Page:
The final text of the Digital Services Act (DSA)




Article 37, Independent audit - the Digital Services Act (DSA)


1. Providers of very large online platforms and of very large online search engines shall be subject, at their own expense and at least once a year, to independent audits to assess compliance with the following:


(a) the obligations set out in Chapter III;


(b) any commitments undertaken pursuant to the codes of conduct referred to in Articles 45 and 46 and the crisis protocols referred to in Article 48.


2. Providers of very large online platforms and of very large online search engines shall afford the organisations carrying out the audits pursuant to this Article the cooperation and assistance necessary to enable them to conduct those audits in an effective, efficient and timely manner, including by giving them access to all relevant data and premises and by answering oral or written questions. They shall refrain from hampering, unduly influencing or undermining the performance of the audit.


Such audits shall ensure an adequate level of confidentiality and professional secrecy in respect of the information obtained from the providers of very large online platforms and of very large online search engines and third parties in the context of the audits, including after the termination of the audits. However, complying with that requirement shall not adversely affect the performance of the audits and other provisions of this Regulation, in particular those on transparency, supervision and enforcement.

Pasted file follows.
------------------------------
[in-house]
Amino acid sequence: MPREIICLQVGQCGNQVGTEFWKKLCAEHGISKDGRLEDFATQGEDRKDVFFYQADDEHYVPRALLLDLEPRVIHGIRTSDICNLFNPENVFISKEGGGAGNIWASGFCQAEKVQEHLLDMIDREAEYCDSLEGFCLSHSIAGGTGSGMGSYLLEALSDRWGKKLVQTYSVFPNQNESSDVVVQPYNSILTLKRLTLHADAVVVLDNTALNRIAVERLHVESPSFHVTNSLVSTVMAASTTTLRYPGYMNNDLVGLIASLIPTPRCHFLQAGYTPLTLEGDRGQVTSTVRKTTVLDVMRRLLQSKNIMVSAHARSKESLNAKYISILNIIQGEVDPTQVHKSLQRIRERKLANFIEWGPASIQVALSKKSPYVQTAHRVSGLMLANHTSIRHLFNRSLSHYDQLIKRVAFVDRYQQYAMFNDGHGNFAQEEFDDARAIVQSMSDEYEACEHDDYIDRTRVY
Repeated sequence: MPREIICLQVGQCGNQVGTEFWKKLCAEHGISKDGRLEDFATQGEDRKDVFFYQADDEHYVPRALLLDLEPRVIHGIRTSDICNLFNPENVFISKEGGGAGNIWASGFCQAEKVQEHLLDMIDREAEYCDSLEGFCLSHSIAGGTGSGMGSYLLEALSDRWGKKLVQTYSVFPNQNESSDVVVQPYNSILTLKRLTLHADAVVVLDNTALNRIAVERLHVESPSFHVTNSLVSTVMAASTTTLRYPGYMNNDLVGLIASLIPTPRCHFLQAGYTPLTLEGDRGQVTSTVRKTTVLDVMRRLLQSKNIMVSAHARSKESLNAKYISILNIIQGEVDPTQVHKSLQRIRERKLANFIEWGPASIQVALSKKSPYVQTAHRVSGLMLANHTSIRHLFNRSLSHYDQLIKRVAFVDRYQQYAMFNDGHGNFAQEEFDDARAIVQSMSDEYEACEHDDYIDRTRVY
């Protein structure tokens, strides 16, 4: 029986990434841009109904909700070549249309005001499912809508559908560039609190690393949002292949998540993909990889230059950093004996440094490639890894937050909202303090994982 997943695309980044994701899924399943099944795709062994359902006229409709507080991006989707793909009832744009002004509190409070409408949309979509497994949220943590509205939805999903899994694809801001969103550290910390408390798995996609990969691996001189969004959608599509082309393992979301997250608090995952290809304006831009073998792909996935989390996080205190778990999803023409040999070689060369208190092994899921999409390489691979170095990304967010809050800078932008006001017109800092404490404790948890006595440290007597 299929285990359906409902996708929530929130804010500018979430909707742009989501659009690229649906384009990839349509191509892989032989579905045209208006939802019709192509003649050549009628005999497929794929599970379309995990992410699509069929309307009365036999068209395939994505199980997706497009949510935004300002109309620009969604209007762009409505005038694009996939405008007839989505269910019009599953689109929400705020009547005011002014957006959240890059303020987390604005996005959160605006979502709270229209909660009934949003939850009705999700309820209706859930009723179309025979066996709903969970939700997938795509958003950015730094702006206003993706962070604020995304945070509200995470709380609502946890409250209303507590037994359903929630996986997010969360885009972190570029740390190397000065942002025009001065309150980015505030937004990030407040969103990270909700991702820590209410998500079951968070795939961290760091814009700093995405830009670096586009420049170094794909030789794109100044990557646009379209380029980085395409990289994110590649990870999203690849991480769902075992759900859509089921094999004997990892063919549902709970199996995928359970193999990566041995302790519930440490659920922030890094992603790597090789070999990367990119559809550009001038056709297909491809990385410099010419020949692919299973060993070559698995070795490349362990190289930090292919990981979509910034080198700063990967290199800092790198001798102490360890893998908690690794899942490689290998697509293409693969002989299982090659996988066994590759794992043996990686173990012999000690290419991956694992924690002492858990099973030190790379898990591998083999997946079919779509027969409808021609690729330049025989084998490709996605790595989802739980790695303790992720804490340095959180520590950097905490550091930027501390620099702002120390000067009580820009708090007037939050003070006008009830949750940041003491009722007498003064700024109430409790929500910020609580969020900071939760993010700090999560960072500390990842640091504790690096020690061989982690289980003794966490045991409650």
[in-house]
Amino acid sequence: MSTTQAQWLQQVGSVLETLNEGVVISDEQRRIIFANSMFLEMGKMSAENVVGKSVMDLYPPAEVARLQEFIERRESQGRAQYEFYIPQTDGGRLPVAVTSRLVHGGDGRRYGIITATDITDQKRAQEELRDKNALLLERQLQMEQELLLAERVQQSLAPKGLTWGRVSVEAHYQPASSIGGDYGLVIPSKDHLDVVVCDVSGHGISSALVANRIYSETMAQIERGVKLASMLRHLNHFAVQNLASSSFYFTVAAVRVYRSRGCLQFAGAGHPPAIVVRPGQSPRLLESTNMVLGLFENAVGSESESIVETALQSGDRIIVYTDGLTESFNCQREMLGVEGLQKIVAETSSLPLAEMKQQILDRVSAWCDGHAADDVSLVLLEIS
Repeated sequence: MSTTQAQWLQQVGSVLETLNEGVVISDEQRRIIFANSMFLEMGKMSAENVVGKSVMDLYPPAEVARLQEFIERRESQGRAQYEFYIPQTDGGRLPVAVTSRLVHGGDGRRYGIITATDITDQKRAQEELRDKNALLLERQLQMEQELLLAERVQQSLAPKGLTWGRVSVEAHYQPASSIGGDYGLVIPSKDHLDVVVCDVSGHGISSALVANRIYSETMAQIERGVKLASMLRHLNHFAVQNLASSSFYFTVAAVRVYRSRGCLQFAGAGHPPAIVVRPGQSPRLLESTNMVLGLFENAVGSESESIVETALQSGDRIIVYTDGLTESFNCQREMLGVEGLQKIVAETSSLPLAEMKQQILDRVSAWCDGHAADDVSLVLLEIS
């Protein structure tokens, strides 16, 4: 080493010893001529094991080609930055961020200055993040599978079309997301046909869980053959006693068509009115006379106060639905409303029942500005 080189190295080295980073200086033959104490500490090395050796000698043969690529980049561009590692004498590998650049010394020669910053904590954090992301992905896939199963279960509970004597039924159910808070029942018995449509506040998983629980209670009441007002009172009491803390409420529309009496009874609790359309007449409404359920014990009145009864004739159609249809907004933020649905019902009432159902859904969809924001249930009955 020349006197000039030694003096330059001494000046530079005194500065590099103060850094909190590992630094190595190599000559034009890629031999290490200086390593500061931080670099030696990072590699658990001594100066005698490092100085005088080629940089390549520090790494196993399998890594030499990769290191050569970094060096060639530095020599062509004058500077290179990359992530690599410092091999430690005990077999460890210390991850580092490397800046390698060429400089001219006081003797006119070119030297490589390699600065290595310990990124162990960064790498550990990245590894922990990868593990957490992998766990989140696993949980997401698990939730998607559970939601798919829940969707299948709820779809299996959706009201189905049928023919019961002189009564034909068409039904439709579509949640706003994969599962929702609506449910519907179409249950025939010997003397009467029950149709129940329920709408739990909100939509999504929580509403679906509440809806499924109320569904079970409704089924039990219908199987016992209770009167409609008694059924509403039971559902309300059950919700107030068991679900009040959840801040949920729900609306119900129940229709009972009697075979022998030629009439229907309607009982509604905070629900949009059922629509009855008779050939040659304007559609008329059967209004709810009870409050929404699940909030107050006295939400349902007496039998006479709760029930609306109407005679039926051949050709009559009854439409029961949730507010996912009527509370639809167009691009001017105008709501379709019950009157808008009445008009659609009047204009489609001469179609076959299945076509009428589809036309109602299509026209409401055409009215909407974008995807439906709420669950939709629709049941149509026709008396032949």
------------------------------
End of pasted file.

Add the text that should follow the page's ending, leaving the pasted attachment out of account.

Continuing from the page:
Where necessary for the purpose of the transparency reporting pursuant to Article 42(4), the audit report and the audit implementation report referred to in paragraphs 4 and 6 of this Article shall be accompanied with versions that do not contain any information that could reasonably be considered to be confidential.


3. Audits performed pursuant to paragraph 1 shall be performed by organisations which:


(a) are independent from, and do not have any conflicts of interest with, the provider of very large online platforms or of very large online search engines concerned and any legal person connected to that provider; in particular:


(i) have not provided non-audit services related to the matters audited to the provider of very large online platform or of very large online search engine concerned and to any legal person connected to that provider in the 12 months’ period before the beginning of the audit and have committed to not providing them with such services in the 12 months’ period after the completion of the audit;


(ii) have not provided auditing services pursuant to this Article to the provider of very large online platform or of very large online search engine concerned and any legal person connected to that provider during a period longer than 10 consecutive years;


(iii) are not performing the audit in return for fees which are contingent on the result of the audit;


(b) have proven expertise in the area of risk management, technical competence and capabilities;


(c) have proven objectivity and professional ethics, based in particular on adherence to codes of practice or appropriate standards.


4. Providers of very large online platforms and of very large online search engines shall ensure that the organisations that perform the audits establish an audit report for each audit. That report shall be substantiated, in writing, and shall include at least the following:


(a) the name, address and the point of contact of the provider of the very large online platform or of the very large online search engine subject to the audit and the period covered;